Will low carbon innovation bring energy justice or further fuel poverty?

Published: 21 February 2019

Vulnerable households may benefit or suffer further injustice from the switch to low carbon technology depending on whether risks are pre-empted and actively mitigated, according to new research by the University of Sussex and innovation hub Energy Systems Catapult.

Decarbonising our energy system to achieve 2050 emissions targets will require extensive innovation, which has the potential to benefit consumers and truly put them at the heart of the energy system, including vulnerable households.

Yet there is also a risk the transformation could create new injustices unless the risks are pre-empted and actively mitigated.

Sussex University Professor of Energy Policy Benjamin Sovacool, alongside Energy Systems Catapult’s Consumer Insight business Lead Dr Matt Lipson and Consumer Insight manager Dr Rose Chard have published a peer-reviewed study in Energy Policy exploring how emerging low-carbon innovations may complement, or indeed complicate, achieving energy justice outcomes for vulnerable households.

The study assessed three household innovations (energy services, solar photovoltaic panels and low carbon heating) and one transport innovation (electric vehicles).

Professor Sovacool said: “The study offers a sobering reminder that many of the things we want, such as more efficient homes, can still generate degrees of injustice throughout their diffusion.”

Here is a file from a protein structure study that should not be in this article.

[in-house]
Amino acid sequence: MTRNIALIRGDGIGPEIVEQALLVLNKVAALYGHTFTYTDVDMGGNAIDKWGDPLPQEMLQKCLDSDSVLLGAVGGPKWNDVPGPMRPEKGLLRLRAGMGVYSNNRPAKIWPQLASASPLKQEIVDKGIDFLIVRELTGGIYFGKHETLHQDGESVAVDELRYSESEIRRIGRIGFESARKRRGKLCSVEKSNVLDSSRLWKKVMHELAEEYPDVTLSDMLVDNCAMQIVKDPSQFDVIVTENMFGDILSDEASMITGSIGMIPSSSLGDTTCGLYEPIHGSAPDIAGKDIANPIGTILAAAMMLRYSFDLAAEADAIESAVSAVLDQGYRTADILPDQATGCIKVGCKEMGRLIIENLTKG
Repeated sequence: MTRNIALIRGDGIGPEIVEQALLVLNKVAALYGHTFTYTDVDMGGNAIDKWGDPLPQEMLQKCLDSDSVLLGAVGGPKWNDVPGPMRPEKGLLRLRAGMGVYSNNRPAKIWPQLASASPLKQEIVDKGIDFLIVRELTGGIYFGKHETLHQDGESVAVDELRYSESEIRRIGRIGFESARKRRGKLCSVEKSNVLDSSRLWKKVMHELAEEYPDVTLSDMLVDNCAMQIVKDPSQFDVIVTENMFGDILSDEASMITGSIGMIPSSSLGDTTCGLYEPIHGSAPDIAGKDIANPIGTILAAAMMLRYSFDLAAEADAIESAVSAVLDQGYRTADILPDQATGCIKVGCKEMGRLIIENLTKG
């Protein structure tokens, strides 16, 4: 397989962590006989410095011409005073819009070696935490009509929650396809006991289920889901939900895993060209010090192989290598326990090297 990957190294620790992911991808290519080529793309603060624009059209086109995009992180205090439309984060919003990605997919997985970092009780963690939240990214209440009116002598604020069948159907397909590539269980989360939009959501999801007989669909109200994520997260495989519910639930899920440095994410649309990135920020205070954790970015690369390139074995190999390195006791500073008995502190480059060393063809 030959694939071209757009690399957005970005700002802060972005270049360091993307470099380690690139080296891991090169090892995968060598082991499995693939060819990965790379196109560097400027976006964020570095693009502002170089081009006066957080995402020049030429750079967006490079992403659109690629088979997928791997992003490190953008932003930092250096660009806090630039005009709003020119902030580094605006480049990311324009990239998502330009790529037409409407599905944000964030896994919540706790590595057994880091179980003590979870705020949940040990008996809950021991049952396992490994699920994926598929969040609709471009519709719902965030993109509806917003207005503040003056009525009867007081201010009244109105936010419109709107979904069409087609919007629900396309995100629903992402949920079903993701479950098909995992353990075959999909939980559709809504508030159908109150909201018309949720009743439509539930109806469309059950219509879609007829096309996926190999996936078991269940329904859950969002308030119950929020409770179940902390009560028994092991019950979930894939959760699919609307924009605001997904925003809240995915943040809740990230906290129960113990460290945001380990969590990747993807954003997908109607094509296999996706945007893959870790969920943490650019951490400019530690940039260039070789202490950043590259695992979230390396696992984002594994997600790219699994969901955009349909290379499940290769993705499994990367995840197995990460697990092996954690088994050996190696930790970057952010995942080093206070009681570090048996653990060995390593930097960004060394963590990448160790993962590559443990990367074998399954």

The study assessed each innovation across four areas: affordability, resource efficiency and environmental performance, equity of accessibility and fairness for vulnerable groups. It found that there could be positives and negatives for each of the innovations across these four assessment areas.

For example, tailored energy services could improve comfort, enhance control of costs and raise product performance for consumers; and enable service providers to attract and retain their consumers more easily. Conversely, energy services could cause problems for households if they are rolled out without considering the needs of everyone, for instance, households without internet access, or renters who are not allowed to install the necessary technology.

However, with some forethought energy services could offer policymakers new routes to deliver societal goals, like addressing vulnerability to fuel poverty. For instance, data could provide much more exact targeting of government support, such as improving the affordability of specific levels of energy service, rather than based on simpler measures such as monitoring the number of homes being insulated. Energy service providers would also have a commercial incentive for delivering energy services as efficiently as possible, encouraging them to find the best mixture of fabric and appliance efficiency in each home.

Dr Chard said: “If opportunities are harnessed, innovations could see more people be able to afford access to basic energy services and the benefits of innovation be available to vulnerable energy consumers.”

Ultimately, decarbonising our energy system can work hand in hand with alleviating the impact of existing vulnerabilities to fuel poverty and enhancing principles of justice, but it also threatens to push people into new forms of fuel poverty and exclusion unless risks are pre-empted and actively mitigated.

The study, entitled “Temporality, vulnerability, and energy justice in household low carbon innovations,” was published in May 2019 (Volume 128) of Energy Policy.